Mastering Depth of Field in Photography

Depth of field is a fundamental skill that can seem tricky to decipher in the beginning. But, by learning a few basics—especially the size of the lens opening, known as the f-stop—you can take more control over your compositions. In this short video, Lam Nguyen walks you through the basics of depth of field:

What is Depth of Field?

Depth of field refers to the parts of an image that are in focus and out of focus. When only a tiny sliver of an image is in focus, the photo is said to have shallow depth of field. If everything in the photo is completely sharp, it has a deep depth of field.


Learning the principles of the camera’s aperture is a fundamental part of understanding depth of field.

How Do You Control Depth of Field?

Three basic elements affect depth of field:

  1. f-stop or aperture (the size of the opening in the lens)
  2. distance from the subject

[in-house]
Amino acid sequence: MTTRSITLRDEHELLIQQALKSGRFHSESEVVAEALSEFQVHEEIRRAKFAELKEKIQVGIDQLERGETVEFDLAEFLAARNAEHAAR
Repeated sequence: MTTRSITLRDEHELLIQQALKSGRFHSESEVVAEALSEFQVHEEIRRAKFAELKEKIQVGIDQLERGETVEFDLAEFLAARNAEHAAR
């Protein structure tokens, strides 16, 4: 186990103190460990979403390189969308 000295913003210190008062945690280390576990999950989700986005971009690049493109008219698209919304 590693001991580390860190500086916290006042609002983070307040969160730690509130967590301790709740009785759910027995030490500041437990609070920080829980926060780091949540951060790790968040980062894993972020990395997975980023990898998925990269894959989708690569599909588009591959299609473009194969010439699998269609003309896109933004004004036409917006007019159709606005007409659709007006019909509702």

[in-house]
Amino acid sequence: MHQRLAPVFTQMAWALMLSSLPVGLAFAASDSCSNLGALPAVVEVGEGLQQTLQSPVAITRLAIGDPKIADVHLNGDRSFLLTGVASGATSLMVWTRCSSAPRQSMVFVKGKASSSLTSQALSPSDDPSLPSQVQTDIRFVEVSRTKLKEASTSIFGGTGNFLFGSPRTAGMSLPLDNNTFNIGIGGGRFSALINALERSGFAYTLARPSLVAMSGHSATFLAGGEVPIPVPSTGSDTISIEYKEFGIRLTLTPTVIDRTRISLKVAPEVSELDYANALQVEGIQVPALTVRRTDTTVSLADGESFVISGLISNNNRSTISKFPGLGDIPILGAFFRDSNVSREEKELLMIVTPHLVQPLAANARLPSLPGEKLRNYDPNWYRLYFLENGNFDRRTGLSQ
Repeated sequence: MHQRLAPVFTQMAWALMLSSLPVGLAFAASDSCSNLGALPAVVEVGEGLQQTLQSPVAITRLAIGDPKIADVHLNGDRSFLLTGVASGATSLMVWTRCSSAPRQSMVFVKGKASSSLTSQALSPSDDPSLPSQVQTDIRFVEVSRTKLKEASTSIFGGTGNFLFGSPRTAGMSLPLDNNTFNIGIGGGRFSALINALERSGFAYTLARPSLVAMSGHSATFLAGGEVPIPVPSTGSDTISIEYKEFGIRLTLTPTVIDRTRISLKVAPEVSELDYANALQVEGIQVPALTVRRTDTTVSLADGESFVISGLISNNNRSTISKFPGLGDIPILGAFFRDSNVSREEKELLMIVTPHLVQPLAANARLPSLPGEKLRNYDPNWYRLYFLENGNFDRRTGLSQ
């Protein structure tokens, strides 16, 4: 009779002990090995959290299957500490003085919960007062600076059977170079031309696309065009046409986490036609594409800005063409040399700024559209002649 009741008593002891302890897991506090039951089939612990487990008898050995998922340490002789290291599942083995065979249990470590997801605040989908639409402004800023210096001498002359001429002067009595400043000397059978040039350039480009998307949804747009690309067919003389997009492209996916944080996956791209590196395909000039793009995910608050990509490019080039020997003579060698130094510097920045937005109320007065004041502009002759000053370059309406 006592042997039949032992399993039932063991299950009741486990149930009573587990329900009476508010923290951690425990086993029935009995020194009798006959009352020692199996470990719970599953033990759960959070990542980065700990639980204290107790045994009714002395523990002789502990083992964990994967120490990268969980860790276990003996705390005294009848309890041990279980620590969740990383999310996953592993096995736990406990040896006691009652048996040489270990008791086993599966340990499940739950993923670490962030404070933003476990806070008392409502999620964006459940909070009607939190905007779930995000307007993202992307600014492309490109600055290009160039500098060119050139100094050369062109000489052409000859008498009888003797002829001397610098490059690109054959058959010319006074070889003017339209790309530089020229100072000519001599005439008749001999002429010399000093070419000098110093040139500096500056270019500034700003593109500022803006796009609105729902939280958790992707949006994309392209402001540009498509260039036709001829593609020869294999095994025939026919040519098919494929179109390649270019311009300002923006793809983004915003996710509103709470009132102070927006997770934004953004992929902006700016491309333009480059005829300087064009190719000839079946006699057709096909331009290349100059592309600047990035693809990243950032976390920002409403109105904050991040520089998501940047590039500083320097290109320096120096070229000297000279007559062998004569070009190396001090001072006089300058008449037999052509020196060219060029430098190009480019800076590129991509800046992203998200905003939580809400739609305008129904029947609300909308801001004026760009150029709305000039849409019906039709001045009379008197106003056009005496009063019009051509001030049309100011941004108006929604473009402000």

3. focal length of your lens

Nguyen’s overview is short and sweet. He focuses on illustrating the difference between photographs taken from the same position, with the same lens—50mm—but with different apertures. The result is an easy to see example of the major role aperture plays in composition and framing:

fixed focal length lens

Shallow Depth of Field

medium depth of field


narrow depth of field

Wide Depth of Field

The key to understanding depth of field, and—more importantly—the role of your lens’s f-stop, is to shoot often and change the aperture frequently while photographing the same subject. You’ll see for yourself the difference it makes in your images.

“Depth of field is one of the most important aspects of photography.”

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